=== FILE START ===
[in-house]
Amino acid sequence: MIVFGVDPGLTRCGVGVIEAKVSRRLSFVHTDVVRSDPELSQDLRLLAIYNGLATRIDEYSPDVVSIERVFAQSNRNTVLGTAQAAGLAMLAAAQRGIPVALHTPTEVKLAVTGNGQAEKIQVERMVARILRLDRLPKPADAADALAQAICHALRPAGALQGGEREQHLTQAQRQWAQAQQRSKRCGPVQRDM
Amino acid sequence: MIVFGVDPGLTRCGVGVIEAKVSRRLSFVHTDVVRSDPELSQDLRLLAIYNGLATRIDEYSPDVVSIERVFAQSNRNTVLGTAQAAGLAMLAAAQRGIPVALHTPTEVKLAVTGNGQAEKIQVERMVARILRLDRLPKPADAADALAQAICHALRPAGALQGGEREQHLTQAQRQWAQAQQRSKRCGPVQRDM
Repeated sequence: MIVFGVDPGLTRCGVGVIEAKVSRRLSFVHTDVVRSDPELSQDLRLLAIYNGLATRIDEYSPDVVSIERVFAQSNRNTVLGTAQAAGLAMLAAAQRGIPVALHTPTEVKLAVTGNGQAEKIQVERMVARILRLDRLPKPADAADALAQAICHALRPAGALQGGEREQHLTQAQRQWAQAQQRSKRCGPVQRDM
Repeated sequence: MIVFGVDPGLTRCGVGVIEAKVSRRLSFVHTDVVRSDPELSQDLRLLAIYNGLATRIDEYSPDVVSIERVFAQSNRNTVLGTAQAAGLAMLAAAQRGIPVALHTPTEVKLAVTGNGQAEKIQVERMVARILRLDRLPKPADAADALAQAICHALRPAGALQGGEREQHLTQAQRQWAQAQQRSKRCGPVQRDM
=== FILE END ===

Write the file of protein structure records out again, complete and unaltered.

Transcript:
[in-house]
Amino acid sequence: MIVFGVDPGLTRCGVGVIEAKVSRRLSFVHTDVVRSDPELSQDLRLLAIYNGLATRIDEYSPDVVSIERVFAQSNRNTVLGTAQAAGLAMLAAAQRGIPVALHTPTEVKLAVTGNGQAEKIQVERMVARILRLDRLPKPADAADALAQAICHALRPAGALQGGEREQHLTQAQRQWAQAQQRSKRCGPVQRDM
Amino acid sequence: MIVFGVDPGLTRCGVGVIEAKVSRRLSFVHTDVVRSDPELSQDLRLLAIYNGLATRIDEYSPDVVSIERVFAQSNRNTVLGTAQAAGLAMLAAAQRGIPVALHTPTEVKLAVTGNGQAEKIQVERMVARILRLDRLPKPADAADALAQAICHALRPAGALQGGEREQHLTQAQRQWAQAQQRSKRCGPVQRDM
Repeated sequence: MIVFGVDPGLTRCGVGVIEAKVSRRLSFVHTDVVRSDPELSQDLRLLAIYNGLATRIDEYSPDVVSIERVFAQSNRNTVLGTAQAAGLAMLAAAQRGIPVALHTPTEVKLAVTGNGQAEKIQVERMVARILRLDRLPKPADAADALAQAICHALRPAGALQGGEREQHLTQAQRQWAQAQQRSKRCGPVQRDM
Repeated sequence: MIVFGVDPGLTRCGVGVIEAKVSRRLSFVHTDVVRSDPELSQDLRLLAIYNGLATRIDEYSPDVVSIERVFAQSNRNTVLGTAQAAGLAMLAAAQRGIPVALHTPTEVKLAVTGNGQAEKIQVERMVARILRLDRLPKPADAADALAQAICHALRPAGALQGGEREQHLTQAQRQWAQAQQRSKRCGPVQRDM